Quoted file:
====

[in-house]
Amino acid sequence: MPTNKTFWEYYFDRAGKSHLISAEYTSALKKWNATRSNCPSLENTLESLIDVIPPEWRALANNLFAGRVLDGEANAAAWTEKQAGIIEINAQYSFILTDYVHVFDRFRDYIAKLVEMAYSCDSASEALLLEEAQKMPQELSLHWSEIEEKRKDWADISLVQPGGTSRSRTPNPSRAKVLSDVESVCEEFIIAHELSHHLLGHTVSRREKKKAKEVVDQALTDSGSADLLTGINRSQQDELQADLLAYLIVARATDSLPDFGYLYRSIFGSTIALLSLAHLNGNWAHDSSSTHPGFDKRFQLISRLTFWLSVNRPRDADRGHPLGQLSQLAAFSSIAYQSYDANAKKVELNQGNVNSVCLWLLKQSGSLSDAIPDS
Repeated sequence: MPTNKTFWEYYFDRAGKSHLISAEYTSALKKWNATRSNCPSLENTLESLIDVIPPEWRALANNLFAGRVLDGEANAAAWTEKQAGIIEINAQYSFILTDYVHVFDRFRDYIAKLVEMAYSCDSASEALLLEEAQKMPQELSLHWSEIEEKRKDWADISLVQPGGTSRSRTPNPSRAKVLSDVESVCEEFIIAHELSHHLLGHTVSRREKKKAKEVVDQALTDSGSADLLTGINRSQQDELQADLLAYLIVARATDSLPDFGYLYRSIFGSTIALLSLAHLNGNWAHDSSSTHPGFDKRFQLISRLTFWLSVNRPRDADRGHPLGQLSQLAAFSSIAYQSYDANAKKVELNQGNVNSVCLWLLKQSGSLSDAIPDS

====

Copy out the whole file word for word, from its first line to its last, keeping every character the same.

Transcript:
[in-house]
Amino acid sequence: MPTNKTFWEYYFDRAGKSHLISAEYTSALKKWNATRSNCPSLENTLESLIDVIPPEWRALANNLFAGRVLDGEANAAAWTEKQAGIIEINAQYSFILTDYVHVFDRFRDYIAKLVEMAYSCDSASEALLLEEAQKMPQELSLHWSEIEEKRKDWADISLVQPGGTSRSRTPNPSRAKVLSDVESVCEEFIIAHELSHHLLGHTVSRREKKKAKEVVDQALTDSGSADLLTGINRSQQDELQADLLAYLIVARATDSLPDFGYLYRSIFGSTIALLSLAHLNGNWAHDSSSTHPGFDKRFQLISRLTFWLSVNRPRDADRGHPLGQLSQLAAFSSIAYQSYDANAKKVELNQGNVNSVCLWLLKQSGSLSDAIPDS
Repeated sequence: MPTNKTFWEYYFDRAGKSHLISAEYTSALKKWNATRSNCPSLENTLESLIDVIPPEWRALANNLFAGRVLDGEANAAAWTEKQAGIIEINAQYSFILTDYVHVFDRFRDYIAKLVEMAYSCDSASEALLLEEAQKMPQELSLHWSEIEEKRKDWADISLVQPGGTSRSRTPNPSRAKVLSDVESVCEEFIIAHELSHHLLGHTVSRREKKKAKEVVDQALTDSGSADLLTGINRSQQDELQADLLAYLIVARATDSLPDFGYLYRSIFGSTIALLSLAHLNGNWAHDSSSTHPGFDKRFQLISRLTFWLSVNRPRDADRGHPLGQLSQLAAFSSIAYQSYDANAKKVELNQGNVNSVCLWLLKQSGSLSDAIPDS